Since yesterday when I stayed up for much of the night following the news of the rescue of mining workers who have been trapped 2230ft underground for 68 days, I’ve been wondering what lessons there might be to learn from the episode. 2230ft is almost as deep as the tallest building in the world. Surely there has to be more to pick out of the diligence and nationalism that overwhelmed the miners, their family, the country and the world in general while the capsule went down into the hole and picked them out one after the other to a jubilant, ecstactic audience. In some way, it exemplified for me the triumph of courage, determination and persistence in the face of odds.
On another level, it shows what humans can do when they put their minds together as one forgetting all differences. As a citizen of a developing country where grumbling is one of the most ubiquitous pastime, I began to wonder whether I would have enough patience to withstand the inevitable comparisons of scenarios that was bound to start as soon as the first miner was rescued. If this were Nigeria, what would have happened? Or, how would it have turned out in the end. I refuse to engage in such whatifs because they inevitably seek to relegate human courage, cooperation and resilience to a pessimistic viewpoint conditioned by circumstances and cynicism. Fact: human resilience will always thrive in the face of odds wherever it is tested, whether in Apartheid South Africa, ‘impoverished’ Zimbabwe, ‘repressed’ China, ‘developing’ Chile, ‘failing’ Nigeria or ‘advanced’ America.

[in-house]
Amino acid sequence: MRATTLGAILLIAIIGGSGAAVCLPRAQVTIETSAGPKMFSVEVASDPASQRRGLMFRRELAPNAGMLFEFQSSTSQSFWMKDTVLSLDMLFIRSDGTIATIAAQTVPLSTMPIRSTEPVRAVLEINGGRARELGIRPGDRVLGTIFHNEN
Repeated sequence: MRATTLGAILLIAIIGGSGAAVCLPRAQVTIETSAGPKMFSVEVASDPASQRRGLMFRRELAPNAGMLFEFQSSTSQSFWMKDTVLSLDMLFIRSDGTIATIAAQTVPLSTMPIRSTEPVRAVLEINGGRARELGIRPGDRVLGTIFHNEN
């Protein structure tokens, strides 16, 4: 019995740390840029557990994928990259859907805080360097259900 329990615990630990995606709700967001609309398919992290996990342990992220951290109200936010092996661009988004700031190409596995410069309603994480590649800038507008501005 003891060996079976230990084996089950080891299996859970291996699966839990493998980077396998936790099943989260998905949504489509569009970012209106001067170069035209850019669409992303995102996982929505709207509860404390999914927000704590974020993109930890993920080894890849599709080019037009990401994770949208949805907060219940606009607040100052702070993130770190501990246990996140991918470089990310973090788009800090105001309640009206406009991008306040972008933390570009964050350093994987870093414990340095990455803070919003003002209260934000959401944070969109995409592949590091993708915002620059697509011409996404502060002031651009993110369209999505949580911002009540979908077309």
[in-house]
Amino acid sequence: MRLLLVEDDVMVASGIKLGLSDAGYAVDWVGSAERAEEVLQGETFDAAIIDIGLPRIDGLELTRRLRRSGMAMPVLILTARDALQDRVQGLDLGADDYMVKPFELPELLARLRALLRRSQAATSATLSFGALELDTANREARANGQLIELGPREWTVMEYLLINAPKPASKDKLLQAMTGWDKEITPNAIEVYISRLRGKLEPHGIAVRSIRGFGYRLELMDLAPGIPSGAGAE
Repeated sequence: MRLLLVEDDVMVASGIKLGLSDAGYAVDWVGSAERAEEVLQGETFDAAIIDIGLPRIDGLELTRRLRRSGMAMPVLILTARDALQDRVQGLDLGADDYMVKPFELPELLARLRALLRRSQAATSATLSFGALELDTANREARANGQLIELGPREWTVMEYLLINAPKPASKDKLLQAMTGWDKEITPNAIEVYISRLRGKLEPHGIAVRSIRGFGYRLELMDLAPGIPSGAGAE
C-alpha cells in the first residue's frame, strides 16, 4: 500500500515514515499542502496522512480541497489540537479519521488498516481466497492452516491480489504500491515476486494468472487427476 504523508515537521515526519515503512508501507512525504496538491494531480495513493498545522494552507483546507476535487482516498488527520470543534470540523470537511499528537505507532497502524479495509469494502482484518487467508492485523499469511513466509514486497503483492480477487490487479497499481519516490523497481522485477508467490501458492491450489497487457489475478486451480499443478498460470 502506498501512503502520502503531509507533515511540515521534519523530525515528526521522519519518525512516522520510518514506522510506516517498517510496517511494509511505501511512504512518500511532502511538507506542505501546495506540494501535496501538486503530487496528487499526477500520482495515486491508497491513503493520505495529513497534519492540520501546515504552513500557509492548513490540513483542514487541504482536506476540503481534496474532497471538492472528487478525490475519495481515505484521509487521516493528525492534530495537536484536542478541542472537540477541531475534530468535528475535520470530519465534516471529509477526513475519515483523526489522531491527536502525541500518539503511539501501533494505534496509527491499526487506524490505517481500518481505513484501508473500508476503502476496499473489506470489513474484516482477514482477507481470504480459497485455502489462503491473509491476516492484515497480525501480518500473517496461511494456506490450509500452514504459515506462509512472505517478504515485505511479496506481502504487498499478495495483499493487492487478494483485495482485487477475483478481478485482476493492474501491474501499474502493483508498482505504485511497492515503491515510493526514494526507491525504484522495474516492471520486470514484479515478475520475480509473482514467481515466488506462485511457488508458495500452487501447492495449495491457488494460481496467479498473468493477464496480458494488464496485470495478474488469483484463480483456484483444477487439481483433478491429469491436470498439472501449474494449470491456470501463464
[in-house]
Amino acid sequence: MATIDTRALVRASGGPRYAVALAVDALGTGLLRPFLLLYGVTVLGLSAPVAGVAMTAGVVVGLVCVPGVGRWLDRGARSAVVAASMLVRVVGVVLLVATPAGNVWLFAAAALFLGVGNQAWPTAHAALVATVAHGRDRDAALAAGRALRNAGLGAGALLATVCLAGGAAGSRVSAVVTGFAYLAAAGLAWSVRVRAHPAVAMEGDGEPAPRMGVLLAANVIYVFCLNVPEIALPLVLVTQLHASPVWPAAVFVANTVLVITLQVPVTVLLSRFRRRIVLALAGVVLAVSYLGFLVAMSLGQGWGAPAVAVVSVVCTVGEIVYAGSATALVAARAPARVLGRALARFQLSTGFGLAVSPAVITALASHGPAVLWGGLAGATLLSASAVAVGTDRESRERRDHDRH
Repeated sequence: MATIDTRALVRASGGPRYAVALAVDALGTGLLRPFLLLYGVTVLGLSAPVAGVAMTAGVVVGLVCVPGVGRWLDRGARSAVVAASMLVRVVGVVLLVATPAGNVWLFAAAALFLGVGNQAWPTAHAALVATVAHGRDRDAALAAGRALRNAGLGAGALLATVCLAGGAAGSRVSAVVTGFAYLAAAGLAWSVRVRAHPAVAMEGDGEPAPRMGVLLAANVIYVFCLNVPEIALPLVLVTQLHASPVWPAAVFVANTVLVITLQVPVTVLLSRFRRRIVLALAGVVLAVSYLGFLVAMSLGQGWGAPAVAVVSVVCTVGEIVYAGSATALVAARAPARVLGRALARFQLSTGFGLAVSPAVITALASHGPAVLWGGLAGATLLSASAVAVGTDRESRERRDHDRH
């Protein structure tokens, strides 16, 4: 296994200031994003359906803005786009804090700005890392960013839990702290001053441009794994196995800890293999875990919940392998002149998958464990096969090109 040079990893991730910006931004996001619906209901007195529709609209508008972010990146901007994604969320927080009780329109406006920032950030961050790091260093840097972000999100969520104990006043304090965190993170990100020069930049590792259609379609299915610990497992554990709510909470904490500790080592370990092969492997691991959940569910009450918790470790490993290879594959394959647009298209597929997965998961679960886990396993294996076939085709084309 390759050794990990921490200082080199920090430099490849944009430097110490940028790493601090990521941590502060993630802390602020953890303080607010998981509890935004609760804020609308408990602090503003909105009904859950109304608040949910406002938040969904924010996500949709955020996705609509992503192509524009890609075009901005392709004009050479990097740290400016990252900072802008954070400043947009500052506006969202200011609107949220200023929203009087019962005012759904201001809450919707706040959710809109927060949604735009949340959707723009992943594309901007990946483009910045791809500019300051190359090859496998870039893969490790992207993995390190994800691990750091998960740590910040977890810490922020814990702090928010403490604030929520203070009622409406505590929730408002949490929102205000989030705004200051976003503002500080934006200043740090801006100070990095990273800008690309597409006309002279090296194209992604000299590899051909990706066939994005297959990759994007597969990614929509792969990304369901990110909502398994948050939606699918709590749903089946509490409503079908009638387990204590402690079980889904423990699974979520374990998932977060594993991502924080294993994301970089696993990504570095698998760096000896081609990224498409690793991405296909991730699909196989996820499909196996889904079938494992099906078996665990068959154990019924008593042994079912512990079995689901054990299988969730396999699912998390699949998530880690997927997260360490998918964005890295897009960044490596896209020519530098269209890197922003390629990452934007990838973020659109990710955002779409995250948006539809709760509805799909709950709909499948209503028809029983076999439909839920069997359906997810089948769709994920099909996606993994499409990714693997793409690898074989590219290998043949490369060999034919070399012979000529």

It’s simply a triumph of human will everywhere. Cynicism and apathy, like bad governments and other evils of the world, never brought anyone out of a hole.